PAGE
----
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GATA -- Sharefin, 19:50:42 01/18/04 Sun


The Gold Anti-Trust Action Committee (GATA) believes that central banks, acting through certain investment banks, have surreptitiously manipulated the price of gold. Such activity appears to have started in the mid-1990s and continues to this day. Prominent entities involved include J.P. Morgan Chase, Goldman Sachs, Deutsche Bank, the Federal Reserve, the Bank of England, and the Bank for International Settlements. GATA specifically alleges that the U.S. Treasury's Exchange Stabilization Fund has been used, contrary to official denials, for gold market interventions. Furthermore, GATA believes that the official sector intervened in the late 1990s to prevent an impending gold derivative crisis, the result of excessive short positions accumulated over many years.

These claims are based on analyses of publicly available government documents and statistics, trading abnormalities, and material presented in a GATA-backed lawsuit. Howe vs. Bank for International Settlements et al. accused the BIS, Federal Reserve, U.S. Treasury, and four bullion banks of gold market manipulation. Though the suit was dismissed in 2002 on two technicalities, the evidence presented in it is recognized by many knowledgeable observers as having sufficiently proven the price-fixing allegations. Nonetheless, important questions remain unanswered about the gold market activities of the investment banks and monetary authorities.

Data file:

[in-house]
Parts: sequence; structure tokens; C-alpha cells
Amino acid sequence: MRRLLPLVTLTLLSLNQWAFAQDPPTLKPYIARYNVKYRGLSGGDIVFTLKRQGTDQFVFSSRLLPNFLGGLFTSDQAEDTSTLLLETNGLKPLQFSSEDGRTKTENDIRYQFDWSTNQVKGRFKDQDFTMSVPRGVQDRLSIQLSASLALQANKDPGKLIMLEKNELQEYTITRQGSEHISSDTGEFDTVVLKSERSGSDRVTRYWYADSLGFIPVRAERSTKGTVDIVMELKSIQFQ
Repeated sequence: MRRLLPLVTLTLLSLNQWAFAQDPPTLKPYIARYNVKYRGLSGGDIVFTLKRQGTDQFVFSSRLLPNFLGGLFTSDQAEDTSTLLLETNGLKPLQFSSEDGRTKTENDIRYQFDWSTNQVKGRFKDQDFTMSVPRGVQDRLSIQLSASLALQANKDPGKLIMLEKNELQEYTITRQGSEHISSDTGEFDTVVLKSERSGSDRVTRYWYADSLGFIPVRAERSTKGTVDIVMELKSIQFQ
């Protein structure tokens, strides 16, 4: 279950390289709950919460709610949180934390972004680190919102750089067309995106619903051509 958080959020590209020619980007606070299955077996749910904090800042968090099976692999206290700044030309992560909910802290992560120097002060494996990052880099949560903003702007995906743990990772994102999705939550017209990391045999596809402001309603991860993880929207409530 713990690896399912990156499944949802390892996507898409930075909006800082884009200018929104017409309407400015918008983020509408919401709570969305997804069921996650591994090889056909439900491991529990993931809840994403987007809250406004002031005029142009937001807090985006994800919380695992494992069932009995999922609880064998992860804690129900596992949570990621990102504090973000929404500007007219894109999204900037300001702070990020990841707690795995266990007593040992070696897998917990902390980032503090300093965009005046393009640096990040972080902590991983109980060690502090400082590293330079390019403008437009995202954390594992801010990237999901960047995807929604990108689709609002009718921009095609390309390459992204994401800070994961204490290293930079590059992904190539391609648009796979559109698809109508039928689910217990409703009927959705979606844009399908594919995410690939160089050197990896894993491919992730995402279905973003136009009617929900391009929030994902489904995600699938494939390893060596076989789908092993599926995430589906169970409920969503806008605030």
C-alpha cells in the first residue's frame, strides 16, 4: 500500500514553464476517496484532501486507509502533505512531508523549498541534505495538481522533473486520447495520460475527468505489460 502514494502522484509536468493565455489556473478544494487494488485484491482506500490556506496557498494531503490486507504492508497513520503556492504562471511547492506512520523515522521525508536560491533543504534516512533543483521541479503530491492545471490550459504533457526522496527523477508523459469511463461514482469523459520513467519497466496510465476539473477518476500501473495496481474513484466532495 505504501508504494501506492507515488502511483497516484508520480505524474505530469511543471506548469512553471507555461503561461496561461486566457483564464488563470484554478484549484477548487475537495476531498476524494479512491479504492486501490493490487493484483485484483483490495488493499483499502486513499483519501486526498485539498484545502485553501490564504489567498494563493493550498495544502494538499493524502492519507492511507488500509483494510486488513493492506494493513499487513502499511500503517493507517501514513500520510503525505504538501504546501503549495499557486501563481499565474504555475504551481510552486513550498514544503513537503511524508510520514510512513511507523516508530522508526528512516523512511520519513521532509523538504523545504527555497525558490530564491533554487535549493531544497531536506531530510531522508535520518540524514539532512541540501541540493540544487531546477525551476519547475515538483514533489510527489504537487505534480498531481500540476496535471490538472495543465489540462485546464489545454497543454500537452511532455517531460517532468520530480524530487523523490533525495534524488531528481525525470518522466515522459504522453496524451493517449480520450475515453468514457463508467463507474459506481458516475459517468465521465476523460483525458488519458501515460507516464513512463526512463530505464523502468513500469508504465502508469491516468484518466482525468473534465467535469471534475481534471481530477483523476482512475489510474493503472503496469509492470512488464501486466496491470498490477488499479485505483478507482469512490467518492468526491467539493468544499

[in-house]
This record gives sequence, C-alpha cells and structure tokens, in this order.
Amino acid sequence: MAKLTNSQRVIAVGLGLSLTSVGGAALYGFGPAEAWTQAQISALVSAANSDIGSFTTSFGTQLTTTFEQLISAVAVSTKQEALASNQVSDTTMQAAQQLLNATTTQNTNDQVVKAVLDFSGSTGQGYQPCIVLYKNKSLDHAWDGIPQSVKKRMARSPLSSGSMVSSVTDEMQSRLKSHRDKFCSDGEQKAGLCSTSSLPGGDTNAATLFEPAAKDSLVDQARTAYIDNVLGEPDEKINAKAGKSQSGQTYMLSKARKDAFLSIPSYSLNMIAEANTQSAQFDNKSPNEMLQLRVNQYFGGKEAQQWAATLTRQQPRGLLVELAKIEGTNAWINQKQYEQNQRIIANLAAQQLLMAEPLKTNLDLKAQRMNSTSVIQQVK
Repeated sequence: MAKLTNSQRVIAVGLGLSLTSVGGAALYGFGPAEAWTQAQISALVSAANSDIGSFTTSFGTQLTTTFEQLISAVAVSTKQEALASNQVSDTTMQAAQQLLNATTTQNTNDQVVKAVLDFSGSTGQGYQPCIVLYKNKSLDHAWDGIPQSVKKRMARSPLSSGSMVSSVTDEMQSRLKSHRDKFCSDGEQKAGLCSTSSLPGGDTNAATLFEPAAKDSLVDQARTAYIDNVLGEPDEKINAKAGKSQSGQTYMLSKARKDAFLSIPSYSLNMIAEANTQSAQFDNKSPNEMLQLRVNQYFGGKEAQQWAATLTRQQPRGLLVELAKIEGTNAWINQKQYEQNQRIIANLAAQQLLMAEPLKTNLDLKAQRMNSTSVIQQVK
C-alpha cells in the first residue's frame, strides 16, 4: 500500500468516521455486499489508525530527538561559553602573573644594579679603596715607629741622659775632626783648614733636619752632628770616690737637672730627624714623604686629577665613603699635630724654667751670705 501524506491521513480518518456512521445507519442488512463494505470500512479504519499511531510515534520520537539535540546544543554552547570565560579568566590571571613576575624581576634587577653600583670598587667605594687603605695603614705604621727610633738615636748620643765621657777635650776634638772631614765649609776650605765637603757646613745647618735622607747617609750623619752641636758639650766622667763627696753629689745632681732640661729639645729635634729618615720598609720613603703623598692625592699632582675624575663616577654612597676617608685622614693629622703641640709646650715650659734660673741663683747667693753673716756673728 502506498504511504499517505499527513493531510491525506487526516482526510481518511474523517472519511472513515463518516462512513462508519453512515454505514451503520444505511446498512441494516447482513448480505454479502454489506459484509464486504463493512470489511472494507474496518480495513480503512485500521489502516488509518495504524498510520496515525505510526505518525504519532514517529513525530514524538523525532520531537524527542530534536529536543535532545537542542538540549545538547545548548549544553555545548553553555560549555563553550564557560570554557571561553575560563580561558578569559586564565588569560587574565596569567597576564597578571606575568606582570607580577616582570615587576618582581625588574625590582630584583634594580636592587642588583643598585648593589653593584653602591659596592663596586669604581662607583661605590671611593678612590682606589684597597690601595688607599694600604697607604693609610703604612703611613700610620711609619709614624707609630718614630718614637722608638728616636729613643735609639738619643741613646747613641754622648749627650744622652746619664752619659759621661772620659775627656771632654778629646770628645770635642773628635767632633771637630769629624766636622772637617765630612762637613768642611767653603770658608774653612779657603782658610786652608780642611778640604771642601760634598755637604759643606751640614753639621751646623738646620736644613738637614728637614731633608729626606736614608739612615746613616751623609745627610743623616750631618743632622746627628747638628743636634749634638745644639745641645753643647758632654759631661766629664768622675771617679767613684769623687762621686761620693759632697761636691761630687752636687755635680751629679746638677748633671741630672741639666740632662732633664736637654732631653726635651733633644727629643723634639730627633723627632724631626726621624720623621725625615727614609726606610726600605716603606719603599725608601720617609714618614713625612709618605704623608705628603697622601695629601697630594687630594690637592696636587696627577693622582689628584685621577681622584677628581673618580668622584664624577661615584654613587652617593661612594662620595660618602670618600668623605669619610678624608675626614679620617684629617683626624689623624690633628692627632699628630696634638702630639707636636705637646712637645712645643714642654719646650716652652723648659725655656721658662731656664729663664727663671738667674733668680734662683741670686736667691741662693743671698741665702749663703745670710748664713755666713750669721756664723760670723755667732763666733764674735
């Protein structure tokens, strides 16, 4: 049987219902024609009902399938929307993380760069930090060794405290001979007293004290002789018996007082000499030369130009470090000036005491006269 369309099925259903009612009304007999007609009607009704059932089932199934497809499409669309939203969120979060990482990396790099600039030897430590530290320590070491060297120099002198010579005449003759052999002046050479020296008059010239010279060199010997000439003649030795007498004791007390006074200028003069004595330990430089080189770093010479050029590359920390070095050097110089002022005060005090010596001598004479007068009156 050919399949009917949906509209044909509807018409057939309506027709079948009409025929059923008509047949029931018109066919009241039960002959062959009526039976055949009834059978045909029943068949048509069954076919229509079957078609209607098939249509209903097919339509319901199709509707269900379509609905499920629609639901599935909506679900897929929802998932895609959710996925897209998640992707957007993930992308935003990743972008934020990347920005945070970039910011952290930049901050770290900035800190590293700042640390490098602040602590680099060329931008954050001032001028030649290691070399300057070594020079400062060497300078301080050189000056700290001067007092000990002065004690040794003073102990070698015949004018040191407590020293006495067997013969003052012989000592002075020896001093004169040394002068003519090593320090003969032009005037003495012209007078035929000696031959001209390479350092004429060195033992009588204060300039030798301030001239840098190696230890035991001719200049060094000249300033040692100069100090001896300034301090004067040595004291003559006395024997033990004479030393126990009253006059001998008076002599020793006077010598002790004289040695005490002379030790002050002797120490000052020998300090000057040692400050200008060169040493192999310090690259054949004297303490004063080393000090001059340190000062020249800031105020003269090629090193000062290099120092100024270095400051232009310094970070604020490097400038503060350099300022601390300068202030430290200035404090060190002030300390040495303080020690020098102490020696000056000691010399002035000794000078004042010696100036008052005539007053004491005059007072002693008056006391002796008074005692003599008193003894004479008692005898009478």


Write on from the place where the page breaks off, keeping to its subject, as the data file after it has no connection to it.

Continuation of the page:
Gold -- Sharefin, 10:02:42 01/18/04 Sun

How Americans Lost Their Right To Own Gold And Became Criminals in the Process

Gold -- Sharefin, 09:40:05 01/18/04 Sun

Hands off Russian gold

MOSCOW - Parliamentary sources have confirmed that an official letter from the Federation Council, the upper chamber of the Russian parliament, was sent last month to Prime Minister Mikhail Kasyanov, requesting the government's action to exclude foreign mining companies from the bidding to develop Sukhoi Log, Russia's largest unmined gold deposit, and one of the largest in the world.

The move has been made to prevent Barrick Gold, and other international goldminers, from forming local partnerships and bid for the chance to develop the project.

Gold -- Sharefin, 09:36:33 01/18/04 Sun

Despite Drop, Signs Look Good for Gold

INVESTORS who poured more than $1.5 billion into gold and precious
metals mutual funds in the last year got a shock last week. The
price of gold plunged 3.2 percent on Thursday and was down 4.6
percent for the week, to $407. For the year, gold has fallen 2.2
percent.What happened to gold stocks was even more painful. Even
before the price of gold plunged on Thursday, two leading precious-